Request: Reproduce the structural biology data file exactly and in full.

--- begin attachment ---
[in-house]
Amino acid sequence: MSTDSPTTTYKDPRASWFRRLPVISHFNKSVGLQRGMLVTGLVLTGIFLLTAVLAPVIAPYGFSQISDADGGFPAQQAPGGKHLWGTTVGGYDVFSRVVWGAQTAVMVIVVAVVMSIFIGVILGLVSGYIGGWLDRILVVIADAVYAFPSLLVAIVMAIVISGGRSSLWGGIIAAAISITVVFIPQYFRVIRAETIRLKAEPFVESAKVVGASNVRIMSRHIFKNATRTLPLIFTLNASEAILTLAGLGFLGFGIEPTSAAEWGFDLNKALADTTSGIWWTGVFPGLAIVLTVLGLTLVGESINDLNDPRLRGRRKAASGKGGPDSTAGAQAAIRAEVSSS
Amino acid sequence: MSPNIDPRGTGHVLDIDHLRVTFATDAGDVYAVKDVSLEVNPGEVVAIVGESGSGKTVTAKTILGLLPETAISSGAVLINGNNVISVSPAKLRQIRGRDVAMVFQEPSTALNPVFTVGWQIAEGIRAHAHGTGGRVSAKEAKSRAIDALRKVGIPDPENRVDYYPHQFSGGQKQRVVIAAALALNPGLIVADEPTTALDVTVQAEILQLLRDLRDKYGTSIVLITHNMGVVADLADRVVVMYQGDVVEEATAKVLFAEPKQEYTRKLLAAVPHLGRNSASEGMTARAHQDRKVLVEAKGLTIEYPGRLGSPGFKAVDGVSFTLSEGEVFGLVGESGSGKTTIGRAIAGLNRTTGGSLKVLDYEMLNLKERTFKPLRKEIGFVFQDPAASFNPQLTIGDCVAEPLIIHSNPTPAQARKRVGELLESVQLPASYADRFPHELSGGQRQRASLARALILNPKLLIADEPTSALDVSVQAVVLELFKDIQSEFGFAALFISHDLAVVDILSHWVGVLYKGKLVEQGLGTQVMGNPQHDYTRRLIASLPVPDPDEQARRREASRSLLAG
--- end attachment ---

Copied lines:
[in-house]
Amino acid sequence: MSTDSPTTTYKDPRASWFRRLPVISHFNKSVGLQRGMLVTGLVLTGIFLLTAVLAPVIAPYGFSQISDADGGFPAQQAPGGKHLWGTTVGGYDVFSRVVWGAQTAVMVIVVAVVMSIFIGVILGLVSGYIGGWLDRILVVIADAVYAFPSLLVAIVMAIVISGGRSSLWGGIIAAAISITVVFIPQYFRVIRAETIRLKAEPFVESAKVVGASNVRIMSRHIFKNATRTLPLIFTLNASEAILTLAGLGFLGFGIEPTSAAEWGFDLNKALADTTSGIWWTGVFPGLAIVLTVLGLTLVGESINDLNDPRLRGRRKAASGKGGPDSTAGAQAAIRAEVSSS
Amino acid sequence: MSPNIDPRGTGHVLDIDHLRVTFATDAGDVYAVKDVSLEVNPGEVVAIVGESGSGKTVTAKTILGLLPETAISSGAVLINGNNVISVSPAKLRQIRGRDVAMVFQEPSTALNPVFTVGWQIAEGIRAHAHGTGGRVSAKEAKSRAIDALRKVGIPDPENRVDYYPHQFSGGQKQRVVIAAALALNPGLIVADEPTTALDVTVQAEILQLLRDLRDKYGTSIVLITHNMGVVADLADRVVVMYQGDVVEEATAKVLFAEPKQEYTRKLLAAVPHLGRNSASEGMTARAHQDRKVLVEAKGLTIEYPGRLGSPGFKAVDGVSFTLSEGEVFGLVGESGSGKTTIGRAIAGLNRTTGGSLKVLDYEMLNLKERTFKPLRKEIGFVFQDPAASFNPQLTIGDCVAEPLIIHSNPTPAQARKRVGELLESVQLPASYADRFPHELSGGQRQRASLARALILNPKLLIADEPTSALDVSVQAVVLELFKDIQSEFGFAALFISHDLAVVDILSHWVGVLYKGKLVEQGLGTQVMGNPQHDYTRRLIASLPVPDPDEQARRREASRSLLAG